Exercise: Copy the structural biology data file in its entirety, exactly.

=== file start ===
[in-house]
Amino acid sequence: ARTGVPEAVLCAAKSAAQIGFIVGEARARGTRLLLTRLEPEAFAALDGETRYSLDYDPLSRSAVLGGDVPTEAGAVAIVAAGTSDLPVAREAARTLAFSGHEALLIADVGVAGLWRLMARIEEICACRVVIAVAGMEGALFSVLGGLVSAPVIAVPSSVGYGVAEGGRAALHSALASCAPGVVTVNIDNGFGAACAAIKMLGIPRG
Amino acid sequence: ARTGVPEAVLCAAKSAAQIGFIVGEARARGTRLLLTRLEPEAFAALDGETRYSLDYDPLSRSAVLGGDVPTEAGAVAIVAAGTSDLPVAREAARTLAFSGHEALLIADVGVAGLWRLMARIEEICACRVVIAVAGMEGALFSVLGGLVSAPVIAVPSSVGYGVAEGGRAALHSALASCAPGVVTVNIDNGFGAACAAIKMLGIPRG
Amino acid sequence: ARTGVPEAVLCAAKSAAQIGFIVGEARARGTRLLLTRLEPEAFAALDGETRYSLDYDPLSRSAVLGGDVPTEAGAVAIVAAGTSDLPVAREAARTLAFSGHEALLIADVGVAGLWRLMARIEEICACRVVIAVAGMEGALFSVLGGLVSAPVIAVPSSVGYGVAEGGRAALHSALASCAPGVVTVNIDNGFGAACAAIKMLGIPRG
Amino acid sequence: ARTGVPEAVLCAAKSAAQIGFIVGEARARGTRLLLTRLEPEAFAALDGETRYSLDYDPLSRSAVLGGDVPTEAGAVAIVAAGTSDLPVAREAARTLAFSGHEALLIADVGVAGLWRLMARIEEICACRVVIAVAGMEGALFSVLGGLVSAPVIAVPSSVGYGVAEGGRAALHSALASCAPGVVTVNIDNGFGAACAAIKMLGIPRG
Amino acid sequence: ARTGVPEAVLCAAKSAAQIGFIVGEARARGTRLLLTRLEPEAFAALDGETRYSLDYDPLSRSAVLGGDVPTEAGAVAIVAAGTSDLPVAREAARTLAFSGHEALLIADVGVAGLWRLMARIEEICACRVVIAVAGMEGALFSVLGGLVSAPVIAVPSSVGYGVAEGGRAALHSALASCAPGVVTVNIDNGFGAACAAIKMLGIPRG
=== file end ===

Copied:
[in-house]
Amino acid sequence: ARTGVPEAVLCAAKSAAQIGFIVGEARARGTRLLLTRLEPEAFAALDGETRYSLDYDPLSRSAVLGGDVPTEAGAVAIVAAGTSDLPVAREAARTLAFSGHEALLIADVGVAGLWRLMARIEEICACRVVIAVAGMEGALFSVLGGLVSAPVIAVPSSVGYGVAEGGRAALHSALASCAPGVVTVNIDNGFGAACAAIKMLGIPRG
Amino acid sequence: ARTGVPEAVLCAAKSAAQIGFIVGEARARGTRLLLTRLEPEAFAALDGETRYSLDYDPLSRSAVLGGDVPTEAGAVAIVAAGTSDLPVAREAARTLAFSGHEALLIADVGVAGLWRLMARIEEICACRVVIAVAGMEGALFSVLGGLVSAPVIAVPSSVGYGVAEGGRAALHSALASCAPGVVTVNIDNGFGAACAAIKMLGIPRG
Amino acid sequence: ARTGVPEAVLCAAKSAAQIGFIVGEARARGTRLLLTRLEPEAFAALDGETRYSLDYDPLSRSAVLGGDVPTEAGAVAIVAAGTSDLPVAREAARTLAFSGHEALLIADVGVAGLWRLMARIEEICACRVVIAVAGMEGALFSVLGGLVSAPVIAVPSSVGYGVAEGGRAALHSALASCAPGVVTVNIDNGFGAACAAIKMLGIPRG
Amino acid sequence: ARTGVPEAVLCAAKSAAQIGFIVGEARARGTRLLLTRLEPEAFAALDGETRYSLDYDPLSRSAVLGGDVPTEAGAVAIVAAGTSDLPVAREAARTLAFSGHEALLIADVGVAGLWRLMARIEEICACRVVIAVAGMEGALFSVLGGLVSAPVIAVPSSVGYGVAEGGRAALHSALASCAPGVVTVNIDNGFGAACAAIKMLGIPRG
Amino acid sequence: ARTGVPEAVLCAAKSAAQIGFIVGEARARGTRLLLTRLEPEAFAALDGETRYSLDYDPLSRSAVLGGDVPTEAGAVAIVAAGTSDLPVAREAARTLAFSGHEALLIADVGVAGLWRLMARIEEICACRVVIAVAGMEGALFSVLGGLVSAPVIAVPSSVGYGVAEGGRAALHSALASCAPGVVTVNIDNGFGAACAAIKMLGIPRG